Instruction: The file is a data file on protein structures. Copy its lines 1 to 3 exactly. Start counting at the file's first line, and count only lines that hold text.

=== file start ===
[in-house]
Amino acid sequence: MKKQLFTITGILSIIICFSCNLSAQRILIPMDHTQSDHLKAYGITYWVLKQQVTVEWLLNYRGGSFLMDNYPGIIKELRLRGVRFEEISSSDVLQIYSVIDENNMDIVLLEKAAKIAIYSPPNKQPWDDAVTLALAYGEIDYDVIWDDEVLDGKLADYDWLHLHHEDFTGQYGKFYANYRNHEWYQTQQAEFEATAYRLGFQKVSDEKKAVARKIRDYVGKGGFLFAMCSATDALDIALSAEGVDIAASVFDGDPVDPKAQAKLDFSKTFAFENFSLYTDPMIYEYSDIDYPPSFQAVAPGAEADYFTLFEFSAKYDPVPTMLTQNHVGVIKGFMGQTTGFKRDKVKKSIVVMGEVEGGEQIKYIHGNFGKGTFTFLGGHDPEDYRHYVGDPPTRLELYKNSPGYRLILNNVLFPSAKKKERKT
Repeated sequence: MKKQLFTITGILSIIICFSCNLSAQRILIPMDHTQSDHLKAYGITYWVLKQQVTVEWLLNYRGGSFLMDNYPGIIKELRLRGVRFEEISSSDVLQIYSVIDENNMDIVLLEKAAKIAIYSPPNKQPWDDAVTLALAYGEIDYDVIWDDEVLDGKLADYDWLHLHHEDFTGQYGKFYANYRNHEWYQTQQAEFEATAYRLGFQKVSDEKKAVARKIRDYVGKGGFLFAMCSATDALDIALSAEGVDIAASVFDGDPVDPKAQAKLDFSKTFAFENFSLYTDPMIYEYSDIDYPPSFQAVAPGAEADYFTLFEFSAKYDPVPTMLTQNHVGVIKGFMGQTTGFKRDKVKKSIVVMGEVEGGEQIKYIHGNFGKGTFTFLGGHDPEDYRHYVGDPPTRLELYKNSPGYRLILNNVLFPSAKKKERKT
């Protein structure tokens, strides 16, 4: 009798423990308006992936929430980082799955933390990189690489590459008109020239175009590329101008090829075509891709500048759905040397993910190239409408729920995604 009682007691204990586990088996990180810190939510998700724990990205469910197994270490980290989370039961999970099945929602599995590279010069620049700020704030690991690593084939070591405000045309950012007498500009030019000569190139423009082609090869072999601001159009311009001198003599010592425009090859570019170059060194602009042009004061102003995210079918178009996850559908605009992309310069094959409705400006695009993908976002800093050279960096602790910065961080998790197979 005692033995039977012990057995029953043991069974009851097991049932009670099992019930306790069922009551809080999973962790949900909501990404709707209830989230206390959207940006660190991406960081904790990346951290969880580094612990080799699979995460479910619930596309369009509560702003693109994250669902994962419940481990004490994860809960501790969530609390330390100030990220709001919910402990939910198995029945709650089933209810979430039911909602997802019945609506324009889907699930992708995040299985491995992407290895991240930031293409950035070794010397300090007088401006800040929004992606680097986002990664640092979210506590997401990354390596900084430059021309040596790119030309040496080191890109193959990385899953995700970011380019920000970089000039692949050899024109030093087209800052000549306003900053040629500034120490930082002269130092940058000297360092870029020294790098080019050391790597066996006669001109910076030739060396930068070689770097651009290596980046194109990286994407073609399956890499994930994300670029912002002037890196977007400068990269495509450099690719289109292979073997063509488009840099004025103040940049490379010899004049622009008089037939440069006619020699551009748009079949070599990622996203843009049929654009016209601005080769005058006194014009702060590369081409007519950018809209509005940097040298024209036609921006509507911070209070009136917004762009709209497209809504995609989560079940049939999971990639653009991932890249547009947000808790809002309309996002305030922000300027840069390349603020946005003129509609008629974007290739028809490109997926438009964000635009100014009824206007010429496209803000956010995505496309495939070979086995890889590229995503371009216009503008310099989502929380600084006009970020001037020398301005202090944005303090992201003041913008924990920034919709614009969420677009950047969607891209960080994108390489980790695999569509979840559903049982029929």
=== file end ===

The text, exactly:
[in-house]
Amino acid sequence: MKKQLFTITGILSIIICFSCNLSAQRILIPMDHTQSDHLKAYGITYWVLKQQVTVEWLLNYRGGSFLMDNYPGIIKELRLRGVRFEEISSSDVLQIYSVIDENNMDIVLLEKAAKIAIYSPPNKQPWDDAVTLALAYGEIDYDVIWDDEVLDGKLADYDWLHLHHEDFTGQYGKFYANYRNHEWYQTQQAEFEATAYRLGFQKVSDEKKAVARKIRDYVGKGGFLFAMCSATDALDIALSAEGVDIAASVFDGDPVDPKAQAKLDFSKTFAFENFSLYTDPMIYEYSDIDYPPSFQAVAPGAEADYFTLFEFSAKYDPVPTMLTQNHVGVIKGFMGQTTGFKRDKVKKSIVVMGEVEGGEQIKYIHGNFGKGTFTFLGGHDPEDYRHYVGDPPTRLELYKNSPGYRLILNNVLFPSAKKKERKT
Repeated sequence: MKKQLFTITGILSIIICFSCNLSAQRILIPMDHTQSDHLKAYGITYWVLKQQVTVEWLLNYRGGSFLMDNYPGIIKELRLRGVRFEEISSSDVLQIYSVIDENNMDIVLLEKAAKIAIYSPPNKQPWDDAVTLALAYGEIDYDVIWDDEVLDGKLADYDWLHLHHEDFTGQYGKFYANYRNHEWYQTQQAEFEATAYRLGFQKVSDEKKAVARKIRDYVGKGGFLFAMCSATDALDIALSAEGVDIAASVFDGDPVDPKAQAKLDFSKTFAFENFSLYTDPMIYEYSDIDYPPSFQAVAPGAEADYFTLFEFSAKYDPVPTMLTQNHVGVIKGFMGQTTGFKRDKVKKSIVVMGEVEGGEQIKYIHGNFGKGTFTFLGGHDPEDYRHYVGDPPTRLELYKNSPGYRLILNNVLFPSAKKKERKT